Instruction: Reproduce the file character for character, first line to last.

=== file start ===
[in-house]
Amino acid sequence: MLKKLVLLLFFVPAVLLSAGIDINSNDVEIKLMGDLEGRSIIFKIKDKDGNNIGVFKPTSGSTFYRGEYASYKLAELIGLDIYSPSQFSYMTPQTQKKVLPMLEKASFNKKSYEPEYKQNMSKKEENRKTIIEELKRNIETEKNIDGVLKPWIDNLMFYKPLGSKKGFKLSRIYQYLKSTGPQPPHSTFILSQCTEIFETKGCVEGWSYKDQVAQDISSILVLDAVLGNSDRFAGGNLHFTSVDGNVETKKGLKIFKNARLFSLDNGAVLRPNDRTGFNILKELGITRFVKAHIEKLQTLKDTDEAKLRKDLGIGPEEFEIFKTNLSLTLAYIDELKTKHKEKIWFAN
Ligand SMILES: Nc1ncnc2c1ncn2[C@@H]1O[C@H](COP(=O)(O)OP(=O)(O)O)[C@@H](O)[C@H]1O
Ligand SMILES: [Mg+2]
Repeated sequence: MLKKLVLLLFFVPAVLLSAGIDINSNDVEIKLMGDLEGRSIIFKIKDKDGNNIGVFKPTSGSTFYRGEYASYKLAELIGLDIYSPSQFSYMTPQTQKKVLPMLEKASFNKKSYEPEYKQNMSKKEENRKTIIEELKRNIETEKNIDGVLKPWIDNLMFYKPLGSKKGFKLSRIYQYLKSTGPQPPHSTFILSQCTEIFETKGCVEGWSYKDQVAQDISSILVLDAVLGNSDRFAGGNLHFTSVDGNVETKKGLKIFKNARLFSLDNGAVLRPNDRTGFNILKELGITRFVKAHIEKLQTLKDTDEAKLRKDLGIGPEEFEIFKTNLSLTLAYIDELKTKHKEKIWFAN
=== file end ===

[in-house]
Amino acid sequence: MLKKLVLLLFFVPAVLLSAGIDINSNDVEIKLMGDLEGRSIIFKIKDKDGNNIGVFKPTSGSTFYRGEYASYKLAELIGLDIYSPSQFSYMTPQTQKKVLPMLEKASFNKKSYEPEYKQNMSKKEENRKTIIEELKRNIETEKNIDGVLKPWIDNLMFYKPLGSKKGFKLSRIYQYLKSTGPQPPHSTFILSQCTEIFETKGCVEGWSYKDQVAQDISSILVLDAVLGNSDRFAGGNLHFTSVDGNVETKKGLKIFKNARLFSLDNGAVLRPNDRTGFNILKELGITRFVKAHIEKLQTLKDTDEAKLRKDLGIGPEEFEIFKTNLSLTLAYIDELKTKHKEKIWFAN
Ligand SMILES: Nc1ncnc2c1ncn2[C@@H]1O[C@H](COP(=O)(O)OP(=O)(O)O)[C@@H](O)[C@H]1O
Ligand SMILES: [Mg+2]
Repeated sequence: MLKKLVLLLFFVPAVLLSAGIDINSNDVEIKLMGDLEGRSIIFKIKDKDGNNIGVFKPTSGSTFYRGEYASYKLAELIGLDIYSPSQFSYMTPQTQKKVLPMLEKASFNKKSYEPEYKQNMSKKEENRKTIIEELKRNIETEKNIDGVLKPWIDNLMFYKPLGSKKGFKLSRIYQYLKSTGPQPPHSTFILSQCTEIFETKGCVEGWSYKDQVAQDISSILVLDAVLGNSDRFAGGNLHFTSVDGNVETKKGLKIFKNARLFSLDNGAVLRPNDRTGFNILKELGITRFVKAHIEKLQTLKDTDEAKLRKDLGIGPEEFEIFKTNLSLTLAYIDELKTKHKEKIWFAN